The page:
Kurdish people-smuggler teaches illegal migrants how to CHEAT asylum system
People smugglers operating in France are teaching illegal migrants how to cheat the UK asylum system, an undercover investigation has found.
A crime boss whose gang helps up to 4,000 migrants cross the Channel on small boats every month advises them to falsely claim to have a political reason for coming to Britain so they could 'never' be sent home, the expose by The News Agents Investigates Podcast revealed.
He also tells them to carefully prepare for the extended Home Office asylum interview to ensure they 'make a good case' – and recommended an Indian migrant claim he had problems with the 'Bombay mafia' to get approval.
The Kurdish smuggler explained how, for a charge of just £1,500, his gang chauffeur migrants waiting in Dunkirk camps over 70 miles to a waiting boat on a launch site unknown to local police.
They are usually intercepted a little while after departure and escorted to Dover by the French and English authorities, he said. Migrants are then taken to a four-star hotel where they can make their asylum claim.
An undercover reporter posing as a man hoping to get his cousin on a small boat to the UK illegally was taken to meet the Kurdish smuggler via an introducer he met at the migrant camp in Dunkirk.
Giving his name only as Raver, the trafficker operated from deep in the countryside and refused to go anywhere where there was CCTV in an apparent attempt to avoid detection by the French authorities.
In broken English he explained how his staff take migrants to a previously unknown launch site 75 miles south of Dunkirk in an area called Berck.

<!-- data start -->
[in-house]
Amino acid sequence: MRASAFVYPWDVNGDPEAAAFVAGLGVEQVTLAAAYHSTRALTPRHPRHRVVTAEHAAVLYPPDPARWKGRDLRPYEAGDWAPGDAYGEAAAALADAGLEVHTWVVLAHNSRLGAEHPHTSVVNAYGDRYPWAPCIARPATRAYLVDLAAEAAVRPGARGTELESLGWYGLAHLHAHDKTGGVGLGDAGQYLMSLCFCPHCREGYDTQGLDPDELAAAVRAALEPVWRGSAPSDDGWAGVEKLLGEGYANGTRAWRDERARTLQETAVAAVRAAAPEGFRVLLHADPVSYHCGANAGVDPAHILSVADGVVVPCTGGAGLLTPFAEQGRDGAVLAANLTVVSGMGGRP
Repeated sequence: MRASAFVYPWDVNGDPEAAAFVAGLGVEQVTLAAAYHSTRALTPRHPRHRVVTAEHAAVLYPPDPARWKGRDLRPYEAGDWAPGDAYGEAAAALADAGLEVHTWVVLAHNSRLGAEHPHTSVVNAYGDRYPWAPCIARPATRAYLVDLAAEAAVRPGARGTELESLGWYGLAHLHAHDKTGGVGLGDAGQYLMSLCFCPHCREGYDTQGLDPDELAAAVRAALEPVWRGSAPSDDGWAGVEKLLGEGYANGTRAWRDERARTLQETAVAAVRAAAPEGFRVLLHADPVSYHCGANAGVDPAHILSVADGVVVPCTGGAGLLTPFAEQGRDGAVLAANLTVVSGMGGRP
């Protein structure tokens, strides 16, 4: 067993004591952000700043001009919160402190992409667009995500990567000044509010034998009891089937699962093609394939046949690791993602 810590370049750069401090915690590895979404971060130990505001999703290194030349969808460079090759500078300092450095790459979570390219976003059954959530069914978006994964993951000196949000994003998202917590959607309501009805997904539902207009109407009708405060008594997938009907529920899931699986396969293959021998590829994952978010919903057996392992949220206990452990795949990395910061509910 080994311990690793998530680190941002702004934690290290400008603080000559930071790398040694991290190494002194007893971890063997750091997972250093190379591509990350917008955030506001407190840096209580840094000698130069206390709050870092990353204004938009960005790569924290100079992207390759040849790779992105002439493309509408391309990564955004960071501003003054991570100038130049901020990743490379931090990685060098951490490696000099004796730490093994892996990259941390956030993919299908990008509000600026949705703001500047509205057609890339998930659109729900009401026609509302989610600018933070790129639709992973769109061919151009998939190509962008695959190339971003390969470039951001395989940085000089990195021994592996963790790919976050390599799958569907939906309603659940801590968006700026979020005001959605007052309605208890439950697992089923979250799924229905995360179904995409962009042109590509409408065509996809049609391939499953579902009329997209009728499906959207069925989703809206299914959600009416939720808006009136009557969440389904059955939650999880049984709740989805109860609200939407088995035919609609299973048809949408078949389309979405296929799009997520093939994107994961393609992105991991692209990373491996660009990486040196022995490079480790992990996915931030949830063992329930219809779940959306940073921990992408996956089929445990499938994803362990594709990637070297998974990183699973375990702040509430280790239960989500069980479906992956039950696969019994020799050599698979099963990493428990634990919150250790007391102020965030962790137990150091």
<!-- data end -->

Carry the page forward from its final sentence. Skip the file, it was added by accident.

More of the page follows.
He said: 'I take him. I have staff. People that work for me.
'I give him people. I buy that big car.
'This is business. I bring good car and the boat is ready.'
Asked what happens next, he explained: 'When the boat goes into English Channel, police are waiting…
'Security French police are with you. This is very, very, very safe to do that.'
He said English authorities would escort the migrants on the final part of the journey to Dover where they disembark.
'He go to there and he make the asylum claim like normal. He go to hotel, four star.'
He also told the reporter his cousin must prepare for the key interview with the Home Office, which happens some months after asylum seekers arrive in the UK to determine if they are eligible.
'The interview is big. You have to be ready,' he said.
'This is going to be like eight months, maybe like six months [after arrival]…
'You have to make a good case for why you come. Make good case. Political. Humanity.
'Political is good. Political means they cannot bring you back to your country never.'
When the reporter says the problem is that his cousin is from India, which is often rejected for asylum claims, he is told: 'Say you have a problem with the Bombay mafia.'
Raver says he personally helps up to 4,000 people a year across the Channel, and his gang in total smuggles around 3,000 a month on small boats.
He uses weather apps to check conditions before sending boats and tracking devices to check their progress and arrival.